Seeking Profit in Student Loans

The New York Times has an informative, if somewhat obtusely written, article on the kind of sleazy tactics that the federal government uses to collect student loans.  The TL;DR version is basically:

  • Back in 1990, the default rate on student loans was very high.
  • So the government basically said that bankruptcy doesn’t apply to student loans.
  • Unless you had some kind of special hardship exemption.
  • But the government also contracts out work to a non-profit which, among other things, takes would-be-defaulters to court to argue they don’t deserve hardship exemptions.
  • And so now the government is doing things like suing cancer patients to get them to pay back their student loans.

And, really, there aren’t any especially good answers here.  Is the government being too aggressive in looking for student loan payback?  Maybe!  But it probably needs to do something — there have to be reasons why you don’t just take a multi-hundred-thousand-dollar loan and say, “Fuck it, I’m just going to ignore this.”  But then you create all kinds of perverse incentives where the government does things like say, “You can’t declare bankruptcy to discharge student loans,” and pretty soon you end up suing cancer patients.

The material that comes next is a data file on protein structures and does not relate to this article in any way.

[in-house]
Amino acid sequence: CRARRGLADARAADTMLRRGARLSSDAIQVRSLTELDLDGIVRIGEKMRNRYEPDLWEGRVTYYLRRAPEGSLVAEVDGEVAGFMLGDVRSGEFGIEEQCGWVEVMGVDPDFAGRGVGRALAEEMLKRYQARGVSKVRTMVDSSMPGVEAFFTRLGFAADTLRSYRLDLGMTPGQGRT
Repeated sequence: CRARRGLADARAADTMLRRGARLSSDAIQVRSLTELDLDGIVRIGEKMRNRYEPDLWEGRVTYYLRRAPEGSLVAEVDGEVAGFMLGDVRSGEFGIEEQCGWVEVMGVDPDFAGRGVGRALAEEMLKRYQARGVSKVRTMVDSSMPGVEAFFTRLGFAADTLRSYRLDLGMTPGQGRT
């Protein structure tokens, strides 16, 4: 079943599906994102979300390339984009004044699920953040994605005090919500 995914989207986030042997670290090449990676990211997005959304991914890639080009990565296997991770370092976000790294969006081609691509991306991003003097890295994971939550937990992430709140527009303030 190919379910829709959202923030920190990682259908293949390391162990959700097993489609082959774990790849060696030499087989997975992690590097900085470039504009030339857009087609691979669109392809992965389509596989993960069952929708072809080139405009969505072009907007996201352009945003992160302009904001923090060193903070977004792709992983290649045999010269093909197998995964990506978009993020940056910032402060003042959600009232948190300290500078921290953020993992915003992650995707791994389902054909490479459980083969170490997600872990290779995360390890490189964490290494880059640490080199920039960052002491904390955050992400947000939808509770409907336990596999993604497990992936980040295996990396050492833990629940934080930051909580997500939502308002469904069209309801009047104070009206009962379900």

This hits some themes that this blog is fond of mentioning.  First, the government seeks profit too.  You don’t get into the magical land of kindness and greatness by taking corporations out of any particular mix.  Of course there are people whose job it is to recover the government’s loan, and equally of course their performance is largely determined on the basis of how much they recover.

Second, complex rules are hard.  When the government is enormous and in the business of everything, when there’s a gigantic bureaucracy, you can’t just write some rules and it will all be fair and equitable.  And democratic oversight is weakened the bigger the government is (because the public has a limited attention for watchdogging the government).

I don’t have any particular answers here.  But these are real costs whenever we expand the size of government, and I don’t think that many people contemplate them.


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